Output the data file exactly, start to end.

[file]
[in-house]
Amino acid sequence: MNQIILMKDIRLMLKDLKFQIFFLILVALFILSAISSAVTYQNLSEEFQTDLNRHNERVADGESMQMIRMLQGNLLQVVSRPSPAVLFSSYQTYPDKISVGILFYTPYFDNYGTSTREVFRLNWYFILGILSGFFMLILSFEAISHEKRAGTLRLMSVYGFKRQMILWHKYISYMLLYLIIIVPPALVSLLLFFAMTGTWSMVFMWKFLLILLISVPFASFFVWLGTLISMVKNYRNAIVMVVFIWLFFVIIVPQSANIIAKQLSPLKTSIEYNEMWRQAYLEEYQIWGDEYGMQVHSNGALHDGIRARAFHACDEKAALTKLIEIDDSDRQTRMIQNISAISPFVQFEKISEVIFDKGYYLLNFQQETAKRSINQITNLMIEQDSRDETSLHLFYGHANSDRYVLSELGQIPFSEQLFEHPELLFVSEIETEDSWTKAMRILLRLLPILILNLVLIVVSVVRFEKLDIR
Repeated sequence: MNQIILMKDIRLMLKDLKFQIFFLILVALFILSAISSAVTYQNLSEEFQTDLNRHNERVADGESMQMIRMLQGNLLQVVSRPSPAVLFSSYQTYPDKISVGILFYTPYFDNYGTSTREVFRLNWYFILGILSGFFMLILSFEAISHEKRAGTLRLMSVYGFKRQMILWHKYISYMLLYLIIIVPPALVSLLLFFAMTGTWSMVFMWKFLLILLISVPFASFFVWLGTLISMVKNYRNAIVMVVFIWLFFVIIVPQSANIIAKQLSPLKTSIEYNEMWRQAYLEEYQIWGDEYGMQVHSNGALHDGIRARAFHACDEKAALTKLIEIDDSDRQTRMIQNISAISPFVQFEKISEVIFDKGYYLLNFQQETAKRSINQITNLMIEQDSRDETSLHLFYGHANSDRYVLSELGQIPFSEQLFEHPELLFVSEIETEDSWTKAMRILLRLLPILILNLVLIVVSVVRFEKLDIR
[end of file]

[in-house]
Amino acid sequence: MNQIILMKDIRLMLKDLKFQIFFLILVALFILSAISSAVTYQNLSEEFQTDLNRHNERVADGESMQMIRMLQGNLLQVVSRPSPAVLFSSYQTYPDKISVGILFYTPYFDNYGTSTREVFRLNWYFILGILSGFFMLILSFEAISHEKRAGTLRLMSVYGFKRQMILWHKYISYMLLYLIIIVPPALVSLLLFFAMTGTWSMVFMWKFLLILLISVPFASFFVWLGTLISMVKNYRNAIVMVVFIWLFFVIIVPQSANIIAKQLSPLKTSIEYNEMWRQAYLEEYQIWGDEYGMQVHSNGALHDGIRARAFHACDEKAALTKLIEIDDSDRQTRMIQNISAISPFVQFEKISEVIFDKGYYLLNFQQETAKRSINQITNLMIEQDSRDETSLHLFYGHANSDRYVLSELGQIPFSEQLFEHPELLFVSEIETEDSWTKAMRILLRLLPILILNLVLIVVSVVRFEKLDIR
Repeated sequence: MNQIILMKDIRLMLKDLKFQIFFLILVALFILSAISSAVTYQNLSEEFQTDLNRHNERVADGESMQMIRMLQGNLLQVVSRPSPAVLFSSYQTYPDKISVGILFYTPYFDNYGTSTREVFRLNWYFILGILSGFFMLILSFEAISHEKRAGTLRLMSVYGFKRQMILWHKYISYMLLYLIIIVPPALVSLLLFFAMTGTWSMVFMWKFLLILLISVPFASFFVWLGTLISMVKNYRNAIVMVVFIWLFFVIIVPQSANIIAKQLSPLKTSIEYNEMWRQAYLEEYQIWGDEYGMQVHSNGALHDGIRARAFHACDEKAALTKLIEIDDSDRQTRMIQNISAISPFVQFEKISEVIFDKGYYLLNFQQETAKRSINQITNLMIEQDSRDETSLHLFYGHANSDRYVLSELGQIPFSEQLFEHPELLFVSEIETEDSWTKAMRILLRLLPILILNLVLIVVSVVRFEKLDIR